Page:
Towards a framework in interaction training for staff working with clients with intellectual disabilities and challenging behavior

A.P.A.M. Willems, P.J.C.M. Embregts, A.H.C. Hendriks, A.M.T. Bosman

Research output: Contribution to journalArticleScientificpeer-review

14 Citations (Scopus)

Abstract

Background
Training support staff in dealing with challenging behaviour in clients with intellectual disabilities (ID) is needed. The goal of this study is to determine which elements need to be incorporated in a training on staff interactions with these clients, building upon a framework and an interpersonal model. As in functional analysis, this study tests the influence of client interpersonal behaviour, three types of staff reactions to challenging behaviour, two types of staff psychological resources and staff team climate on four styles of staff interpersonal behaviour.
Method
A total of 318 support staff members completed a questionnaire on staff interpersonal behaviour for 44 clients with ID and challenging behaviour, as well as seven questionnaires on client interpersonal behaviour, staff emotions, attributions, self-efficacy, self-reflection, coping styles and team climate. The influence of these seven factors on four staff interpersonal behaviours was examined using multilevel multiple regression analysis.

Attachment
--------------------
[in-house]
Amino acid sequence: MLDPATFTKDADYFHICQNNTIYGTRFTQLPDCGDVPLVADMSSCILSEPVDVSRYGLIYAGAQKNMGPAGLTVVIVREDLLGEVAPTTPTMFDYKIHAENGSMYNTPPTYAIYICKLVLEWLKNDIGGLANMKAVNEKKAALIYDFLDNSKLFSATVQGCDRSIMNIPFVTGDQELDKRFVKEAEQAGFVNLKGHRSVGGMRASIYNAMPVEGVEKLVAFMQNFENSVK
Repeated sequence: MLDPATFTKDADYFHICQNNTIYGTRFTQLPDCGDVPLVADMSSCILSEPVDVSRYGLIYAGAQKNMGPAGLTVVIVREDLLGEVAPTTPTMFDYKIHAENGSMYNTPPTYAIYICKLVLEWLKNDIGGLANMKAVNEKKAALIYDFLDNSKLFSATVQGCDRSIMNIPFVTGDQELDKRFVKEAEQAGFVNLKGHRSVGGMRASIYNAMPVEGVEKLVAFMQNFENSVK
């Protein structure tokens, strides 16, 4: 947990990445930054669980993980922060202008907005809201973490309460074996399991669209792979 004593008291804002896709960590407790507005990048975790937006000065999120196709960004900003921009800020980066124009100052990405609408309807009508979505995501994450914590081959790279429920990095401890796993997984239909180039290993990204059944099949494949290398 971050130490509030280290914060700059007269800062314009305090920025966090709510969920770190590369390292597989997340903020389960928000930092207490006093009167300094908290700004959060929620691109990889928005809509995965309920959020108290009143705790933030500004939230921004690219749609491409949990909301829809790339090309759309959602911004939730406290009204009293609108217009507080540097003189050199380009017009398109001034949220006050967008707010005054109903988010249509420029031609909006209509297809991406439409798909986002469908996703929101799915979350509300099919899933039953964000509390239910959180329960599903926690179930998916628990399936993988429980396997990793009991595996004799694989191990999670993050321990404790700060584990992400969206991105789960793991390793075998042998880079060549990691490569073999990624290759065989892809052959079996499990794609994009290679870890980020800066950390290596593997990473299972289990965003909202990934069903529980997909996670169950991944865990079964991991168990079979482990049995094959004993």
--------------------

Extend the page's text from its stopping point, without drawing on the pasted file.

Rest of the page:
Results
Friendly-warm and dominant client interpersonal behaviour had a significant positive impact on friendly and assertive control staff behaviour, respectively. Also, there was a strong influence of staff negative and positive emotions, as well as their self-efficacy, on most of the staff interpersonal behaviours. Staff self-reflection, insight and avoidance-focused coping style had an impact on some staff interpersonal behaviours. Staff team climate only predicted higher support-seeking staff behaviour.
Conclusions
In conducting a functional analysis of staff interpersonal behaviour, the results of this study can be used both as a framework in staff–client interaction training and in clinical practice for treating challenging behaviour. The emphasis in training and practice should not only be on the bidirectional dynamics of control and affiliation between staff and clients, but also – in order of importance – on the impact of staff emotions, self-efficacy, self-reflection and insight, coping style, team climate and attributions on staff interpersonal behaviour.
Original languageEnglish
Pages (from-to)134–148
JournalJournal of Intellectual Disability Research
Volume60
Issue number2
DOIs
Publication statusPublished - 2016

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